[rspec-users] let vs ivar w/ before block

Srushti Ambekallu srushti at ambekallu.com
Fri Sep 30 17:32:25 EDT 2011


On 30/09/11 3:58 PM, David Chelimsky wrote:
> On Sep 30, 2011, at 3:31 PM, Patrick J. Collins wrote:
>
>>> Proper usage, sure, but the memoization is only within each example - not across examples. That way you can do this:
>>>
>>> let(:thing) { Thing.new }
>>>
>>> it "does something" do
>>>   thing.blah
>>>   thing.whatever
>>>   thing.yet_again
>>> end
>>>
>>> In that case each reference to thing returns the same object.
>>>
>>> Make sense?
>> Hmm.. now I am confused...
>>
>> What is the difference between:
>>
>> describe "Foo" do
>>
>>   let(:foo) { Foo.new }
>>
>>   it "is tubular" do
>>     foo.bar
>>     foo.baz
>>   end
>>
>>   it "is gnarly" do
>>     foo.gnarl
>>     foo.wurd_up
>>   end
>>
>> end
>>
>> vs.
>>
>> describe "Foo" do
>>
>>   before :each do
>>     @foo = Foo.new
>>   end
>>
>>   it "seems just as tubular as the foo w/ let" do
>>     @foo.bar
>>     @foo.baz
>>   end
>>
>>   it "seems just as gnarly as the foo w/ let" do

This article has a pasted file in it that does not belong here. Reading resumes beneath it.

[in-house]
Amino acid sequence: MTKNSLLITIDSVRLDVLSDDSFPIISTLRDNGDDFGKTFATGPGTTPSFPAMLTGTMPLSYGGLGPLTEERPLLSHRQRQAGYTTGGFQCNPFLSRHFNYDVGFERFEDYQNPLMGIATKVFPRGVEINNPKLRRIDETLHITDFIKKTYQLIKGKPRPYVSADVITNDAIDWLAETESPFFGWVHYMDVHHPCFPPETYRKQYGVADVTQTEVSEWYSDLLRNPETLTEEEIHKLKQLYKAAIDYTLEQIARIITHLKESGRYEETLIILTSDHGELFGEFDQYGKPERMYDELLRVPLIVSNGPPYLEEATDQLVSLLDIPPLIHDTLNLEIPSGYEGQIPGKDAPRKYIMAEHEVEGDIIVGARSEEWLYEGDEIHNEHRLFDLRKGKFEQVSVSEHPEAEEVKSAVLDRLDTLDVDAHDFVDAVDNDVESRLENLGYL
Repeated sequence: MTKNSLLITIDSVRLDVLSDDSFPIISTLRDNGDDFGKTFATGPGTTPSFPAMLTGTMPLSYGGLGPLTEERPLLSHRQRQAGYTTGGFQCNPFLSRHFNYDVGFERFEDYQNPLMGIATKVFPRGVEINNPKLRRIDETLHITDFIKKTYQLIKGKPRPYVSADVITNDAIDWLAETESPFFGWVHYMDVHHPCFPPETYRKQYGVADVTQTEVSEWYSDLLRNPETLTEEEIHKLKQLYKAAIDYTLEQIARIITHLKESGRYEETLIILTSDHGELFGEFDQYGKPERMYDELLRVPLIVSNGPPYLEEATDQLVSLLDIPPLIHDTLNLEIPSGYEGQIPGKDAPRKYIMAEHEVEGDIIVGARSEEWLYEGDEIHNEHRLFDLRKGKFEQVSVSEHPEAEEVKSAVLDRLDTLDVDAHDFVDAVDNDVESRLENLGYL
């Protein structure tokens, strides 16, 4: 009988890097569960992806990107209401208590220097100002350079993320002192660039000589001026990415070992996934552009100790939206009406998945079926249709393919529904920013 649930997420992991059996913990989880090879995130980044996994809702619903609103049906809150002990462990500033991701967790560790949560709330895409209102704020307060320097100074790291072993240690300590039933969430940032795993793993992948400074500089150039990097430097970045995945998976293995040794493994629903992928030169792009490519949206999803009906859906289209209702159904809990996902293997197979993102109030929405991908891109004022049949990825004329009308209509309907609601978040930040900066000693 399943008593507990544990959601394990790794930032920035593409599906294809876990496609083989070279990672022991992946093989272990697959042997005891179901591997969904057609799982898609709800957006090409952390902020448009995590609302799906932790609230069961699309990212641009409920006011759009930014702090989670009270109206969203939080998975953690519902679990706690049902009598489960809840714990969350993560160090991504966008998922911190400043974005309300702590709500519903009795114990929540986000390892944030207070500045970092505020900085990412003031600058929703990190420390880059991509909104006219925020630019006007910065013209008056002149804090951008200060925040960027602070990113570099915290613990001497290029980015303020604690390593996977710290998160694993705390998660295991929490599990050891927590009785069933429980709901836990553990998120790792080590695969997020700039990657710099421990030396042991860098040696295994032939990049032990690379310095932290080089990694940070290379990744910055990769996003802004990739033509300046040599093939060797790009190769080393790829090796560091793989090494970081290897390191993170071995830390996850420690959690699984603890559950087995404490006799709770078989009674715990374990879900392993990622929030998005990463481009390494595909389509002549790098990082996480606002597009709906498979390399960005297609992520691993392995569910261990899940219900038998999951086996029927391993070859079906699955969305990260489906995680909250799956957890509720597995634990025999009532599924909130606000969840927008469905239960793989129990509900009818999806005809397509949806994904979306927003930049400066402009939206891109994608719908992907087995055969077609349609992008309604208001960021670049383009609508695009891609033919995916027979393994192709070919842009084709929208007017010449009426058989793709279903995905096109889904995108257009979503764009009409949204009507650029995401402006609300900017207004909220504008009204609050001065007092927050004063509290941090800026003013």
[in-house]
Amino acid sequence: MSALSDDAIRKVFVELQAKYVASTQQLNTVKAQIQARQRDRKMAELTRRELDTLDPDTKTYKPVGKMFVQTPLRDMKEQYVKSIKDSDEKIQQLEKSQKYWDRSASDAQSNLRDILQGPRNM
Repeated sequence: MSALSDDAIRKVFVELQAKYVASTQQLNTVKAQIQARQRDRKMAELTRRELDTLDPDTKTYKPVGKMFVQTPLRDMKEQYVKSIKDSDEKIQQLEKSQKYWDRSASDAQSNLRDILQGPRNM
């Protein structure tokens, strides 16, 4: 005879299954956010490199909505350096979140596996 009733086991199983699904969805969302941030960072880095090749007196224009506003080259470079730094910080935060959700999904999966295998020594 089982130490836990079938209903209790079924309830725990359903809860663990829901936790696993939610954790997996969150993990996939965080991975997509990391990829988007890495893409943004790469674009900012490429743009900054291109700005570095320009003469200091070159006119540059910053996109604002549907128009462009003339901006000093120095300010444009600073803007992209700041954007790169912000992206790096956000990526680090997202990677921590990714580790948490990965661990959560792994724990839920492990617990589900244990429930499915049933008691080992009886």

>>     @foo.gnarl
>>     @foo.wurd_up
>>   end
>>
>> end
>>
>> I am not seeing any difference...?
> There is not, really, other than how the declaration of foo is expressed and referenced. This evolved out of a common pattern in TDD:
>
> 1:
>
> describe "something" do
>    it "does something" do
>      thing = Thing.new
>      thing.do_something.should have_some_outcome
>    end
> end
>
> 2:
>
> describe "something" do
>    it "does something" do
>      thing = Thing.new
>      thing.do_something.should have_some_outcome
>    end
>
>    it "does something else" do
>      thing = Thing.new
>      thing.do_something_else.should have_some_other_outcome
>    end
> end
>
> Now there is duplication so we can refactor out the declaration of thing. It takes less work and is less error prone to change it to a let declaration than to change the references to thing to an instance variable declared in a before hook.
>
> Cheers,
> David
>
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>
One thing I noticed, and something that always catches me out is the 
fact that the 'let'ted object doesn't get instantiated until it gets 
referenced. Therefore,

describe "all" do
     let(:foo) { Foo.create! }

     it "returns the created object" do
         Foo.all.should include(foo)
     end
end

... fails, since at the time of calling :all, the 'foo' object hasn't 
been referred yet, and hence the block hasn't executed. "Foo.all" in the 
case above returns an empty array, which wouldn't have been the case 
with an instance object created in "before(:each)".

Srushti
http://c42.in


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